However, some analysts see hope for more compromise following this week’s exit of Trump’s hard-line national security adviser John Bolton, who in the past has called for the use of military force and regime change.
Bolton’s departure came just days after Iran announced it had fired up centrifuges to boost its enriched uranium stockpiles in another step back from the deal.
Hesameddin Ashena, an adviser to Rouhani, hailed Bolton’s dismissal as “a clear sign of the defeat of America’s maximum pressure strategy.”
Yet even with Bolton gone, top Trump officials have shown no signs of backing down from the strategy of sanctions against Iran.
“Now the president has made clear he is happy to take a meeting with no preconditions, but we are maintaining the maximum pressure campaign,” Treasury Secretary Steven Mnuchin said after Bolton’s departure.
The idea of a Trump-Rouhani meeting was floated last month by French President Emmanuel Macron, who has been spearheading European efforts to de-escalate tensions.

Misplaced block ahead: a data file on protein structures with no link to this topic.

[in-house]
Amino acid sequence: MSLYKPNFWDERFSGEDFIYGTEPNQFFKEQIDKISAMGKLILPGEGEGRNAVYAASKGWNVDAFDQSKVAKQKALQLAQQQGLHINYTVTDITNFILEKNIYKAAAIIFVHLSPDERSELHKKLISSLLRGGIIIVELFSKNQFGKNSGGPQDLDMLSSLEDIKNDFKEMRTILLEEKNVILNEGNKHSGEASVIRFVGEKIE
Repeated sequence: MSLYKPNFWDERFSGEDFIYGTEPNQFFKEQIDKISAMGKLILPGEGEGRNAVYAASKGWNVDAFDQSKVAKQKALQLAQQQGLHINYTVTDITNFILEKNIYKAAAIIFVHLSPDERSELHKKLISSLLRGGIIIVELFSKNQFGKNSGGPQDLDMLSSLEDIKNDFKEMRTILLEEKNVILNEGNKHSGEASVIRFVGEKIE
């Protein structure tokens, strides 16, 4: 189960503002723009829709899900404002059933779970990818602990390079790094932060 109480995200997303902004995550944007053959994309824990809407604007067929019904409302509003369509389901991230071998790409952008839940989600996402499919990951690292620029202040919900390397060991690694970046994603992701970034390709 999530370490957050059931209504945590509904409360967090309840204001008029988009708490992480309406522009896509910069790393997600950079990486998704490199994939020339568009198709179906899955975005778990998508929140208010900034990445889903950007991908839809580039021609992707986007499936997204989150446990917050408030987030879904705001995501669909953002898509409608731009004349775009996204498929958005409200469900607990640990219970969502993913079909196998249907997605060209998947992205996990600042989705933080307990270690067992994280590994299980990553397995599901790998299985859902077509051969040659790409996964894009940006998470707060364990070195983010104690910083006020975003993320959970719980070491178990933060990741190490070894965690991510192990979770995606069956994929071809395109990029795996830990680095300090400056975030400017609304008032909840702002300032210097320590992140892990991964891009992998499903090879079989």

Rouhani said in response that Iran was ready to comply with the nuclear deal, known as the Joint Comprehensive Plan of Action, only if the Americans did so too.


French FM holds Iraq talks on Daesh prisoners in Syria

Updated 47 min 46 sec ago

French FM holds Iraq talks on Daesh prisoners in Syria

  • One of the issues is Iraq’s use of death penalty, which is outlawed throughout EU
  • Several EU countries sent technical missions to Baghdad to assess the situation